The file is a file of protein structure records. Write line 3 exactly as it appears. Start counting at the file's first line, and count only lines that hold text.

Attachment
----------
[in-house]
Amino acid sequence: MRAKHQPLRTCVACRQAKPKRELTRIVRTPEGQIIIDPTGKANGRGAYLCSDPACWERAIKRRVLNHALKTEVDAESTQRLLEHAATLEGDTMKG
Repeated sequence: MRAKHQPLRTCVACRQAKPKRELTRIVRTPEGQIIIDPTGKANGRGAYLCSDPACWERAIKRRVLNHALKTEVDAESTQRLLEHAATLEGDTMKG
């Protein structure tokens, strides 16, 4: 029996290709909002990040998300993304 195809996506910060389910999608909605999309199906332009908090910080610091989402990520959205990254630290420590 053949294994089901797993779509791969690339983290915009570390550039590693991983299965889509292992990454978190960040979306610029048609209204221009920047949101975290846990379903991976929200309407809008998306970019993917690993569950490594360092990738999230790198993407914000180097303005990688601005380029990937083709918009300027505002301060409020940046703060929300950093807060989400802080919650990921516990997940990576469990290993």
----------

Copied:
Repeated sequence: MRAKHQPLRTCVACRQAKPKRELTRIVRTPEGQIIIDPTGKANGRGAYLCSDPACWERAIKRRVLNHALKTEVDAESTQRLLEHAATLEGDTMKG